Rippl, a startup focused on delivering virtual, mental healthcare to seniors with dementia and other neurocognitive conditions, raised $32 million in a seed funding round.
The Seattle-based company plans use the infusion of capital for strategic growth. According to the Rippl's co-founder and CEO, Kris Engskov, it will take a deliberate, calculated approach to building the company.
“This is a very difficult problem in healthcare,” Engskov said to Digital Health, Business & Technology. “It’s going to take some time, and I think our investors understand that.”
Rippl is coming out of stealth with some notable investors including ARCH Venture Partners and General Catalyst, which led the round. It also drew investments from GV (formerly Google Ventures), F-Prime Capital and Mass General Brigham Ventures.
Healthcare costs associated with the treatment of Alzheimer’s disease was estimated to total $305 billion in 2020, according to a 2020 report published in the American Journal of Managed Care.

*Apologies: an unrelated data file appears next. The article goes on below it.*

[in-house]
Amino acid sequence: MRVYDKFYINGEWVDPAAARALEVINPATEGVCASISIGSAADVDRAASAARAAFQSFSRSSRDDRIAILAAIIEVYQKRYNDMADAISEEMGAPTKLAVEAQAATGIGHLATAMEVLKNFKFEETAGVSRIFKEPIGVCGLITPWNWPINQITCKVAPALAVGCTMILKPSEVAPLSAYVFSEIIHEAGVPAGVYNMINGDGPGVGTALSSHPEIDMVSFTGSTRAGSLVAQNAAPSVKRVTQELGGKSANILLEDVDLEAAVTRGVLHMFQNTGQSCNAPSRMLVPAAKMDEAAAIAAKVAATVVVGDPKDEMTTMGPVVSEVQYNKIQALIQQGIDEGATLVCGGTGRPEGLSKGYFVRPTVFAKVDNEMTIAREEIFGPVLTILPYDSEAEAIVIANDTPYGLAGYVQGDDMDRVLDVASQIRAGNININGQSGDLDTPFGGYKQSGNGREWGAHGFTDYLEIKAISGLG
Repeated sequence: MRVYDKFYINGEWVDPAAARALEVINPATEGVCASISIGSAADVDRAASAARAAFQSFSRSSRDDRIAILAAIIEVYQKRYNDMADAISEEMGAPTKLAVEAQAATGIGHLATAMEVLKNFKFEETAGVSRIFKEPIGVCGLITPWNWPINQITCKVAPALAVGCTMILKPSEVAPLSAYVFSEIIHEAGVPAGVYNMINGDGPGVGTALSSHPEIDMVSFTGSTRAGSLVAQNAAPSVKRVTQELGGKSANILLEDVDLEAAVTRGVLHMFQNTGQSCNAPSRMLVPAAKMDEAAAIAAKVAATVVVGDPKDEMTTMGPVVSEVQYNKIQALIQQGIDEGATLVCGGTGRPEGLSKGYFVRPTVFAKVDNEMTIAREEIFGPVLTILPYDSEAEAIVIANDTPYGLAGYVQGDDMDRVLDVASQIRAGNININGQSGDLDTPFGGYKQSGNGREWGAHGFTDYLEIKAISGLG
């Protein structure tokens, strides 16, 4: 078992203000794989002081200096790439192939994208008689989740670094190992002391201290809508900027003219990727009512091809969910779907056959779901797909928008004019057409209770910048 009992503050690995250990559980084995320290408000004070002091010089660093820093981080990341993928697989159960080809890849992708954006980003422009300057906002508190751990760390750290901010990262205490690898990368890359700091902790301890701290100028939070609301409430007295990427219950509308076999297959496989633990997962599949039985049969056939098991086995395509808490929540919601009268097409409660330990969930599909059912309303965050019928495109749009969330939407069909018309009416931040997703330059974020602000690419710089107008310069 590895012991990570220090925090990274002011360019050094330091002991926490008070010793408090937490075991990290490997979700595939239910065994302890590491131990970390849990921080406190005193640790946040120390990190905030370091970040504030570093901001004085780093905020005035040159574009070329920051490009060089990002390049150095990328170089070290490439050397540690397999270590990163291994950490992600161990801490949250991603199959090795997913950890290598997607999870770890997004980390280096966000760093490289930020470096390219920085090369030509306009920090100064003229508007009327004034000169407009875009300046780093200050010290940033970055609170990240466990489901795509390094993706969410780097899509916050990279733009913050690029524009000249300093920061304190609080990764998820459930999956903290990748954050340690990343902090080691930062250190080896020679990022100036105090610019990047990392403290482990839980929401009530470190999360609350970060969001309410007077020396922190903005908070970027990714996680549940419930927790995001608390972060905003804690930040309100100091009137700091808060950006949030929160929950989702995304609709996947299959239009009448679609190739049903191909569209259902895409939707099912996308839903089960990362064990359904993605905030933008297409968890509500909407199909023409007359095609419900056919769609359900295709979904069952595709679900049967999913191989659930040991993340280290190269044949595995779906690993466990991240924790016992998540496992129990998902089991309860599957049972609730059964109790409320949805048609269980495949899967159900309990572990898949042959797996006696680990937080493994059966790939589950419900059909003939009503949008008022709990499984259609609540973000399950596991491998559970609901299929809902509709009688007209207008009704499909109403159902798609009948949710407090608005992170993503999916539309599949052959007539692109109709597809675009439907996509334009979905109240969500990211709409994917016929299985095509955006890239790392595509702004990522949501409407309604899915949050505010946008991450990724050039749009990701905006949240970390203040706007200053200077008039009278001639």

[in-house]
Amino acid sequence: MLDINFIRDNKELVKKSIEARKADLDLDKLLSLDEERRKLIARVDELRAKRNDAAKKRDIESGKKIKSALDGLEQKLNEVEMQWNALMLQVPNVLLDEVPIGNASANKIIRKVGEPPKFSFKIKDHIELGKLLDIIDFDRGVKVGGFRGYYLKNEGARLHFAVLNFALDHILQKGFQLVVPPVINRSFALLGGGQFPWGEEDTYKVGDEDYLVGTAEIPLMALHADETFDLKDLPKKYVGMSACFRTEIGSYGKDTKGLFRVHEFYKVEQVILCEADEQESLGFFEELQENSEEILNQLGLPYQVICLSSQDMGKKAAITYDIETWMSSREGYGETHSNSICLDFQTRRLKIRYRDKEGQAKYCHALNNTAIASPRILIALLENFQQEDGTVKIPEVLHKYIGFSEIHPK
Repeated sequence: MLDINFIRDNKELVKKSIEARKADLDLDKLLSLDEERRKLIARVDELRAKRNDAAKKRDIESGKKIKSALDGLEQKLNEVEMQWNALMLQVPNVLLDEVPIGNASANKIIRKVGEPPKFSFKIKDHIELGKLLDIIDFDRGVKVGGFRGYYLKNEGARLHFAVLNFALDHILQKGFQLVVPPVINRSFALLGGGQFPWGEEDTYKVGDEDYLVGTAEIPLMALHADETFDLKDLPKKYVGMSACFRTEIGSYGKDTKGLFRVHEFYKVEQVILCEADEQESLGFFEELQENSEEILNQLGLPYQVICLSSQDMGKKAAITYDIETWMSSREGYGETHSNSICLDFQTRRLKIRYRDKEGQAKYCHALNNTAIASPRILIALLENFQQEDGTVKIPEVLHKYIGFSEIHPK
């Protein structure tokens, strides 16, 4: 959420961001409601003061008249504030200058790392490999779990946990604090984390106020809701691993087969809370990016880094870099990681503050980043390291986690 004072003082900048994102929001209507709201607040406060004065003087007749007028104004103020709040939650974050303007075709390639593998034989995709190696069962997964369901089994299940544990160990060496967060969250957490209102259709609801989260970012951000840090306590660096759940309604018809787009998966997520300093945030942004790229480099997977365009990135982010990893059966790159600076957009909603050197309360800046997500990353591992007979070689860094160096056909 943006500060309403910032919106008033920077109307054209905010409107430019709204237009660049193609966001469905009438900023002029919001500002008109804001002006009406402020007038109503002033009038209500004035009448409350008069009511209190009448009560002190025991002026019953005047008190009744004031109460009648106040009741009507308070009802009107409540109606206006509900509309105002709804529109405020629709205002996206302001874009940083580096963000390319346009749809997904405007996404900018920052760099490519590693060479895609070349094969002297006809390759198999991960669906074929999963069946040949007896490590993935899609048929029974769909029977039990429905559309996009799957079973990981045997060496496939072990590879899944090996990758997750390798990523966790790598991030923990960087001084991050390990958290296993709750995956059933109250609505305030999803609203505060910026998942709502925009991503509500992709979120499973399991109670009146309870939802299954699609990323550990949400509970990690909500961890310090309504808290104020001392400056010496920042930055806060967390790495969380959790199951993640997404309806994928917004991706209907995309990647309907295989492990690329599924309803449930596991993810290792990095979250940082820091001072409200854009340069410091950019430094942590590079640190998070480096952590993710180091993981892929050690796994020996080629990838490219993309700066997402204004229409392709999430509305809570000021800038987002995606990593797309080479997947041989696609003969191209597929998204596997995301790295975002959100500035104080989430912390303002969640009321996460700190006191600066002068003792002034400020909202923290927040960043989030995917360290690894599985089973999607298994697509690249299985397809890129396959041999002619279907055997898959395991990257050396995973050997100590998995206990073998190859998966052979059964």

Dementia encompasses any disease causing a change in memory, which limits a patient’s daily abilities. Alzheimer’s Disease is its most common form.
According to Engskov, Rippl's success will require it drive value in three distinct areas.
“Traditional fee for service healthcare doesn’t pay for holistic care in this space,” Engskov said. “That’s why we’re approaching this from a value-based glidepath. I think getting the right payer relationships early will be critical to our success.”
In addition to payers, Engskov said family caregivers and clinician buy-in will both be vital to program success and the company’s long-term development.
“Our investors and I are aligned on is that we’re going to do this the right way. We’re not going to grow for growth’s sake. We’re going to work on this model and get it right,” he said.
Rippl said it plans to begin offering pilot program services in Seattle this fall, and will look to add three to four additional markets by the end of 2023. It will also use the funding to hire and train its clinical and technology teams, launch its Seattle-based pilot network, and open a clinical support center.
The company plans to offer 24/7 virtual care access once it becomes operational.